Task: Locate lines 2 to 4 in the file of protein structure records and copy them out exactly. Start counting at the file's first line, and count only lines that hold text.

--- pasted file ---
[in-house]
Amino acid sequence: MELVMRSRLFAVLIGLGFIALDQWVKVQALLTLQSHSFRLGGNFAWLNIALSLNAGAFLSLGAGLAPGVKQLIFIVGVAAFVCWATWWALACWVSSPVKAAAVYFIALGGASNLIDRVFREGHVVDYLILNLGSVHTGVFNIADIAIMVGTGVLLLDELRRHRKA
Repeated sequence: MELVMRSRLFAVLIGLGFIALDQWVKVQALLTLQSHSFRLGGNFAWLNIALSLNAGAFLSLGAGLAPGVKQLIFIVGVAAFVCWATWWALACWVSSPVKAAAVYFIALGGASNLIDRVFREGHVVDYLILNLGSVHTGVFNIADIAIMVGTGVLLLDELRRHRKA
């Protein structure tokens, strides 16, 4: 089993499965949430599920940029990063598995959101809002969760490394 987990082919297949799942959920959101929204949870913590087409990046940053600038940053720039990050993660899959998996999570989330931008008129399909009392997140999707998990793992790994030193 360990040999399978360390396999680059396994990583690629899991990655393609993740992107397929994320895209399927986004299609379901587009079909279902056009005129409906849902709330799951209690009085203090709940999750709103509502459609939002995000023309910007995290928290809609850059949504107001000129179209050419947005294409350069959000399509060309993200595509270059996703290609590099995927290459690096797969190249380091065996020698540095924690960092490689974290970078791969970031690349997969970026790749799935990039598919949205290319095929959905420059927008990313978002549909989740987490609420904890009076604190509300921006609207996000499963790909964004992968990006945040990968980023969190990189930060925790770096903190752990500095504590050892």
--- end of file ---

Amino acid sequence: MELVMRSRLFAVLIGLGFIALDQWVKVQALLTLQSHSFRLGGNFAWLNIALSLNAGAFLSLGAGLAPGVKQLIFIVGVAAFVCWATWWALACWVSSPVKAAAVYFIALGGASNLIDRVFREGHVVDYLILNLGSVHTGVFNIADIAIMVGTGVLLLDELRRHRKA
Repeated sequence: MELVMRSRLFAVLIGLGFIALDQWVKVQALLTLQSHSFRLGGNFAWLNIALSLNAGAFLSLGAGLAPGVKQLIFIVGVAAFVCWATWWALACWVSSPVKAAAVYFIALGGASNLIDRVFREGHVVDYLILNLGSVHTGVFNIADIAIMVGTGVLLLDELRRHRKA
């Protein structure tokens, strides 16, 4: 089993499965949430599920940029990063598995959101809002969760490394 987990082919297949799942959920959101929204949870913590087409990046940053600038940053720039990050993660899959998996999570989330931008008129399909009392997140999707998990793992790994030193 360990040999399978360390396999680059396994990583690629899991990655393609993740992107397929994320895209399927986004299609379901587009079909279902056009005129409906849902709330799951209690009085203090709940999750709103509502459609939002995000023309910007995290928290809609850059949504107001000129179209050419947005294409350069959000399509060309993200595509270059996703290609590099995927290459690096797969190249380091065996020698540095924690960092490689974290970078791969970031690349997969970026790749799935990039598919949205290319095929959905420059927008990313978002549909989740987490609420904890009076604190509300921006609207996000499963790909964004992968990006945040990968980023969190990189930060925790770096903190752990500095504590050892």